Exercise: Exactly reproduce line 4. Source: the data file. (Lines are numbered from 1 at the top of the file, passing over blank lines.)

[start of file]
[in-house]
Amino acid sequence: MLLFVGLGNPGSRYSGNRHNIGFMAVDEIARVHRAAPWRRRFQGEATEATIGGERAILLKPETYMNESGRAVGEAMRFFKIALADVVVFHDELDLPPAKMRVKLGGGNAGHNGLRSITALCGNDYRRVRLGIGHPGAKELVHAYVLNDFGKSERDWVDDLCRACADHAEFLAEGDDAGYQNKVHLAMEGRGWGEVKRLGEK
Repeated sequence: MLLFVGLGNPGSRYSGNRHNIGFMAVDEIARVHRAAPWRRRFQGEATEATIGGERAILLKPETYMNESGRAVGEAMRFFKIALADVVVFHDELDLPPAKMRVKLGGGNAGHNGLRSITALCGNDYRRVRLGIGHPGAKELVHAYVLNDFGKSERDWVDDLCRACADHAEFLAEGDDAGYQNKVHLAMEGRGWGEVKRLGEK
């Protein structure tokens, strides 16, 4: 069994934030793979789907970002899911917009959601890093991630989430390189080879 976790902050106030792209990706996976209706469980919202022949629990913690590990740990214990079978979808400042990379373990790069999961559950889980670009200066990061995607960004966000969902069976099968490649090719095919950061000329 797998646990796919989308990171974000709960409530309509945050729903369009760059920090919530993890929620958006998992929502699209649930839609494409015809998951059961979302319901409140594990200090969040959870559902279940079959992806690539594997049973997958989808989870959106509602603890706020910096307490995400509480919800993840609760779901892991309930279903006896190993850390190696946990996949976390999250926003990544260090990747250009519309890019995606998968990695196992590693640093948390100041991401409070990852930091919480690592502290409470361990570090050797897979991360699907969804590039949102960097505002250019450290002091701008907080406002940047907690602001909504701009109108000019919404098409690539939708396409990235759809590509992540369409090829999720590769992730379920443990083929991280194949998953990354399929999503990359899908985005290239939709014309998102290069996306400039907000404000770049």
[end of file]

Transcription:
């Protein structure tokens, strides 16, 4: 069994934030793979789907970002899911917009959601890093991630989430390189080879 976790902050106030792209990706996976209706469980919202022949629990913690590990740990214990079978979808400042990379373990790069999961559950889980670009200066990061995607960004966000969902069976099968490649090719095919950061000329 797998646990796919989308990171974000709960409530309509945050729903369009760059920090919530993890929620958006998992929502699209649930839609494409015809998951059961979302319901409140594990200090969040959870559902279940079959992806690539594997049973997958989808989870959106509602603890706020910096307490995400509480919800993840609760779901892991309930279903006896190993850390190696946990996949976390999250926003990544260090990747250009519309890019995606998968990695196992590693640093948390100041991401409070990852930091919480690592502290409470361990570090050797897979991360699907969804590039949102960097505002250019450290002091701008907080406002940047907690602001909504701009109108000019919404098409690539939708396409990235759809590509992540369409090829999720590769992730379920443990083929991280194949998953990354399929999503990359899908985005290239939709014309998102290069996306400039907000404000770049």